In today's digital age, the power of social media has given anyone with a smartphone the ability to share their lives with the world. While this newfound connectivity is a blessing, it can also be a curse when wielded by individuals who prioritize clout-chasing over ethics and respect.
In a world where social media dominates our daily lives, we often find ourselves grappling with its undeniable influence, both positive and negative.
Social media platforms have connected us in ways we could not have imagined a few decades ago. They allow us to express ourselves, connect with friends and family, and even build careers.
However, this connectivity comes at a price – the relentless pursuit of validation and affirmation from our online peers.
Give any moron a smartphone and anything and everything becomes content. To such a fellow, clout-chasing is an end in itself, and the smartphone just makes it super-easy. That is essentially the foundation for the explosion in vloggers and other content creators, most of whom specialise in things on which they are ignorant but over which they insist on running commentaries. I am tempted to believe that their choice of subjects reflects their intellect, with the more empty-headed being the most daring.
With the advent of social media platforms, the desire for attention, followers, and likes has led some individuals down a questionable path. By the way, clout-chasers are those who prioritise gaining attention and notoriety over the responsible and ethical use of social media.
They often resort to sensationalising and exploiting sensitive situations for the sake of gaining followers and likes. When clout-chasing folks see a drowning man, they don’t see a soul at the end of hope but content that will bring more like and follows. To the moron with the smartphone, a child trapped in an accidented car, with only a faint hope of surviving through help arriving on time is even better content that guarantees loads of shares and improve clout. And the most potent and toxic content of them all? Sex. That sacred glue for intimacy between consenting adults that until most recently used to be reserved for the inner chambers.
Thanks to clout-chasers, even what used to be a sacred intimate session between a man and a woman is fast becoming content for ogling followers. The morons with the smartphones annoy us all on many fronts but I will focus on just three of them:
First, one concerning aspect of clout-chasing is the tendency to turn tragedies into content. Instead of offering help or empathy to those in distress, some clout-chasers see a tragedy as an opportunity to garner attention. This includes recording accidents, emergencies, or even personal crises, all in the pursuit of online popularity. Second, clout chasers also benefit from insensitive commentaries, sometimes bordering on the incendiary.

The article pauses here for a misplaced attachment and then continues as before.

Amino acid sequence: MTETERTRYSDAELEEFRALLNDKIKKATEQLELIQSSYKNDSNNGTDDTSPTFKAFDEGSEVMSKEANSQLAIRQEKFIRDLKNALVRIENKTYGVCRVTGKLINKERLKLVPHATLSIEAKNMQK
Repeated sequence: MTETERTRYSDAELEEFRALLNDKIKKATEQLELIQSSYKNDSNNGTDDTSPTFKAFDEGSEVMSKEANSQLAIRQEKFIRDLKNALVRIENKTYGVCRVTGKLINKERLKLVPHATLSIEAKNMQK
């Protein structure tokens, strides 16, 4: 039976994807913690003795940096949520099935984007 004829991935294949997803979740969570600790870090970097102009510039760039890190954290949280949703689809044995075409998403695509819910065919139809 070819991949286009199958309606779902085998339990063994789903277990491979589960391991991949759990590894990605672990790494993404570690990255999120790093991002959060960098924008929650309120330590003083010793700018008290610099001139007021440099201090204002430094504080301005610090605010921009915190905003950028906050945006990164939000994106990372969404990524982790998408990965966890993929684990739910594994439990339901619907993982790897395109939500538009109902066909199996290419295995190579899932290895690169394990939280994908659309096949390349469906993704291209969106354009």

Many clout-chasers are quick to provide commentary on subjects about which they have little knowledge or expertise. This not only misinforms their audience but also perpetuates misinformation. Whether it is offering medical advice without qualifications or discussing complex social issues without understanding, this behaviour can have real-world consequences.
However, the third and by far the most annoying of them all by a mile would have to be the invasion of privacy. The quest for clout often leads to a disregard for personal boundaries and privacy. People's private moments, relationships, and even intimate encounters have become fodder for public consumption, eroding the concept of personal boundaries. Unsurprisingly, the morons with the smartphone have found the tribe of vulnerable, insecure women a hugely profitable hunting ground, profiting from the penchant of some Nigerian women who think it is cool to record sexual acts on their smartphones or mobile devices.
One quick point here. True, there is no suggestion here that this is a problem unique to women. Well-known Nigerian male artistes including Oxlade, Small Doctor and Wande Cole have also suffered the embarrassment of having their most intimate videos leaked.
However, as women are usually portrayed as victims, it sure makes more sense to interrogate why this is the case.
Is there any chance at all that some of them are complicit? The fast-paced and permissive environment of social media appears to have pushed the limits for what would be considered as shocking, and it looks as if some of our women are willing to take the risk.